I won't sugarcoat it. Investors are nuts.

And not just the wise guys on Wall Street or the blowhards on CNBC. I mean you ... and me. We're all nuts. I'll prove it.

If you liked it at $62 ...
Yeah, yeah. We know the shtick. "If you liked Lucent (NYSE:LU) at $62, you gotta love it at $12." That was New Year's Day 2001. Two years later, you'd lost another 90% to a piddling $1.50 per share. And Lucent was just for starters.

As you'll see in the table below, it was the same story for JDSU (NASDAQ:JDSU) and mighty Cisco Systems (NASDAQ:CSCO), too. Ouch. Could the exact same thing happen today? Sure. Will it happen today? Who knows?

Either way, you'd be nuts to ignore the harsh lessons we learned from the market crash, right? Not so fast. Here's why I'm about to get greedy, instead.

You probably should own stocks
I have to own stocks. I'm about as likely to switch to bonds and money markets as to take up competitive bridge. Every shard of evidence I've collected over 20 years confirms it. At least for the next 20 years or so.

And here's the catch for folks like you and me. If we want to own stocks, we have to buy stocks -- that is, unless you borrowed against your future wages and overstuffed your portfolio at the market bottom in 2003. Otherwise, to be a stock investor, you have to keep buying stocks. It's that simple.

Now, could we sit on our hands for a while instead? Sure. But what exactly are we waiting for? For this summer "sale" to end, so we can pay full retail with confidence in the fall? That's nutty. Remember, we can't know how today's stock prices will look relative to tomorrow's -- just that stocks are cheaper today than when we loved them yesterday.

How to catch a falling knife
Ok, it's time I showed you that table. But before I do, I warn you -- it's scary. Scary enough to prevent you from having gotten burned in 2001? Yes. But it's even scarier for another reason.



Jan. 2, 2001

Subsequent Fall (by mid-2002)

Sun Microsystems (Nasdaq: SUNW)








Cisco Systems




Oracle (Nasdaq: ORCL)




*Prices are split-adjusted.

You read that right. Even after their stomach-turning initial plunges, every one of those former highflyers fell an additional 58% to 94% between January 2001 and the market bottom somewhere in mid-2002. I told you it was grim.

Now it gets really scary
A glimpse of that table might have stayed your hand and spared you some pain in 2001. But what if you had seen it when the market plunged 39% in 12 days back in October 1987? Or when stocks "cratered" in 1991 ... or the dozens of other times stocks have pulled back 20% or more. You see where I'm going with this, right?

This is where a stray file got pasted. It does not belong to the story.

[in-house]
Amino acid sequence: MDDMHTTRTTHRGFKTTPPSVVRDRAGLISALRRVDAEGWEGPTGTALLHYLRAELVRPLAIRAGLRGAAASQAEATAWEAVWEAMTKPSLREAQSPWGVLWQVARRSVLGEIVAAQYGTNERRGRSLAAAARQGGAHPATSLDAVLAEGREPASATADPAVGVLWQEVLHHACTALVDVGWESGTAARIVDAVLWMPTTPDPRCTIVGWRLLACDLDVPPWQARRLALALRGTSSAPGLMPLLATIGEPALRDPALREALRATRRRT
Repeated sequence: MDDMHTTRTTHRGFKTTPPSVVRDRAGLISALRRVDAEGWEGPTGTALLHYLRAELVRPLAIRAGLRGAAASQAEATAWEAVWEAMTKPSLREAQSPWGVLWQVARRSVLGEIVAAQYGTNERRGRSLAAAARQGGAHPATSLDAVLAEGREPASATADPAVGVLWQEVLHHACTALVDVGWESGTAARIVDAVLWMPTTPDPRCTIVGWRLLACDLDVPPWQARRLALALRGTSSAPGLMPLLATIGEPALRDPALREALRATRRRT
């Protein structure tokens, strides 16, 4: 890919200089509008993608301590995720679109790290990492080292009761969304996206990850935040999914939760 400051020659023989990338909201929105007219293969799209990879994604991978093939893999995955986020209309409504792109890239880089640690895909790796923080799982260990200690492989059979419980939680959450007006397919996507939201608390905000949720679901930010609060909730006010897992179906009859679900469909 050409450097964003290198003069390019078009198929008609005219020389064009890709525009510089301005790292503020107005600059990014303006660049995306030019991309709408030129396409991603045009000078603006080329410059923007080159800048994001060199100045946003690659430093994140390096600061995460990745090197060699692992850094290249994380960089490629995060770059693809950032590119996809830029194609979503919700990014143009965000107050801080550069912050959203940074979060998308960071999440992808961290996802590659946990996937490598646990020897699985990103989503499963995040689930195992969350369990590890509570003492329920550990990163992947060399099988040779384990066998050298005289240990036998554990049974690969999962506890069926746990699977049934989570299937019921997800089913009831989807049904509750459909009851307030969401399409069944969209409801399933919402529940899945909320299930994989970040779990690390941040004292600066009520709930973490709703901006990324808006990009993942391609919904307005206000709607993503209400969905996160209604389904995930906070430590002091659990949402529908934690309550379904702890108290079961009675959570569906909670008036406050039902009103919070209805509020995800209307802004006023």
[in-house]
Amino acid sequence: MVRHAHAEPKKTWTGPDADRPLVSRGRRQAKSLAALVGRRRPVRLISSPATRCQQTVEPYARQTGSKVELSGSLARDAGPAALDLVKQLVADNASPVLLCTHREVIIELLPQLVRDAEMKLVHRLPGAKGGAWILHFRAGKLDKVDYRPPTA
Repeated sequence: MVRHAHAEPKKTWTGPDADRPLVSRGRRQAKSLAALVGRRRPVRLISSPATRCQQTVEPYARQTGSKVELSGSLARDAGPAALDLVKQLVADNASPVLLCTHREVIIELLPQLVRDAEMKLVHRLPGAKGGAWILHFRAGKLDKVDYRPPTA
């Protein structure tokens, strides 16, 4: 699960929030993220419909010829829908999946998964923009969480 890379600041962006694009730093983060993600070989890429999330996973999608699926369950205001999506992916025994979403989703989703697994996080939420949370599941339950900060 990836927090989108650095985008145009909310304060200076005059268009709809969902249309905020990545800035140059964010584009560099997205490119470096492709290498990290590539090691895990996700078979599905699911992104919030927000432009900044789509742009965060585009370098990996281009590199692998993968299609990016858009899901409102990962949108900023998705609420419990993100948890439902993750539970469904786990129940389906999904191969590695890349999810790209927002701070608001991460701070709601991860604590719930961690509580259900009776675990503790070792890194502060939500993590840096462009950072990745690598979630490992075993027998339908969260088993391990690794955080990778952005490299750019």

Not only would that one little table have kept you from picking up some once-in-a-lifetime bargains, it could have kept you on the sidelines, watching helplessly as the greatest bull market in history made everybody around you wealthy. And you'd probably still be out of the market now. If you ask me, that's worse than trying to catch a thousand falling knives.

So, where are we now?
I honestly don't know. But it sure isn't March 2000. Remember, every stock in the table we just saw had run up 10-fold or more. We didn't know for certain we were in a bubble then, but we did know that stocks, especially tech stocks, were more ridiculously expensive than they'd ever been before.

Is that the case today? I don't think so. Not even for strong performers like the small caps Tom Gardner is sharing with his partners in his Hidden Gems newsletter service. True, a dozen of those picks doubled since the team found them, and a handful jumped 200% or more. But that's impressive performance, not bubblicious -- especially given the relative lack of institutional funds flowing into these stocks.

It is, however, enough to make you feel you've missed the boat. I know I sure did. But now even the best of these Hidden Gems have finally pulled back a bit and given us a second chance. It's time to exact our revenge.

Living well is the best revenge
That's why I'm taking this summer sell-off as an opportunity to buy. Already, I re-upped on Cephalon (NASDAQ:CEPH), a drug developer that seems awfully reasonable at about 16 times forward earnings. Soon, I'll buy more Radyne (NASDAQ:RADN), a maker of satellite modems and a Hidden Gems pick that's pulled back (though it's still up nearly 50% for subscribers).

In fact, I have my eye on the Hidden Gems scorecard top to bottom. Can stocks go lower this summer? A lot of folks think so. But a lot of folks always think stocks are going lower. Which is strange given that the long-term trend has always been higher. That's why I say we have to own stocks.

Moreover, while nobody can predict where the markets are headed, it's certain that the stocks of America's very best companies will always head higher over the long haul -- no matter what happens to the "market." For the life of me, I can't see why we wouldn't want to buy them when they're on sale.

Finally, a word of caution
That table I showed you earlier is real and represents a world of hurt for investors. The lesson, however, isn't that you should avoid stocks. It's that you have to be selective and/or diversify. There's certainly no shame in buying a low-cost exchange-traded fund (ETF) -- I own two small-cap ETFs myself. But I know something better.

Tom Gardner and Bill Mann are bargain hunting, too. This month in Hidden Gems, they rank their five favorite small caps for new money at today's prices. It's all right there for you in the current issue and online. You can check it out, plus every back pick and issue, at no cost and with no obligation to subscribe. To see how, click here.

Fool writer Paul Elliott owns Cephalon and Radyne, which is a Motley Fool Hidden Gems recommendation. All picks and results can be viewed immediately with your30-day free trial. The Motley Fool isinvestors writing for investors.